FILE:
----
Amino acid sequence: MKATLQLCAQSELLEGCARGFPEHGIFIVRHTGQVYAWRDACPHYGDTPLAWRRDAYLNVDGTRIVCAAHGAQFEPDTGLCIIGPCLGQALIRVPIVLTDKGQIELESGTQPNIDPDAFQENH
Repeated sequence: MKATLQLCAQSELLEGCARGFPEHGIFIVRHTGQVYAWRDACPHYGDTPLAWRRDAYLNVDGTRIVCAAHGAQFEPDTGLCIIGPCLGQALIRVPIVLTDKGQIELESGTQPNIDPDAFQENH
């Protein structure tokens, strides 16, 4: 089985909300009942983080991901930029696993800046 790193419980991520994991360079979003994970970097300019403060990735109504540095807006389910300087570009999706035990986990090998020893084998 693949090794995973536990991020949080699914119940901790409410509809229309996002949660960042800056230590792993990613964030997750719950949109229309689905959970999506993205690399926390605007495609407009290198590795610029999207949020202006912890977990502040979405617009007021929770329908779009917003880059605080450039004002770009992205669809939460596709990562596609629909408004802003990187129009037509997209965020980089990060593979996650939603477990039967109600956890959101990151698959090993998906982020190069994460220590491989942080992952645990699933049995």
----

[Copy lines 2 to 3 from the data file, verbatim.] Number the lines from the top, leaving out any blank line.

Repeated sequence: MKATLQLCAQSELLEGCARGFPEHGIFIVRHTGQVYAWRDACPHYGDTPLAWRRDAYLNVDGTRIVCAAHGAQFEPDTGLCIIGPCLGQALIRVPIVLTDKGQIELESGTQPNIDPDAFQENH
């Protein structure tokens, strides 16, 4: 089985909300009942983080991901930029696993800046 790193419980991520994991360079979003994970970097300019403060990735109504540095807006389910300087570009999706035990986990090998020893084998 693949090794995973536990991020949080699914119940901790409410509809229309996002949660960042800056230590792993990613964030997750719950949109229309689905959970999506993205690399926390605007495609407009290198590795610029999207949020202006912890977990502040979405617009007021929770329908779009917003880059605080450039004002770009992205669809939460596709990562596609629909408004802003990187129009037509997209965020980089990060593979996650939603477990039967109600956890959101990151698959090993998906982020190069994460220590491989942080992952645990699933049995």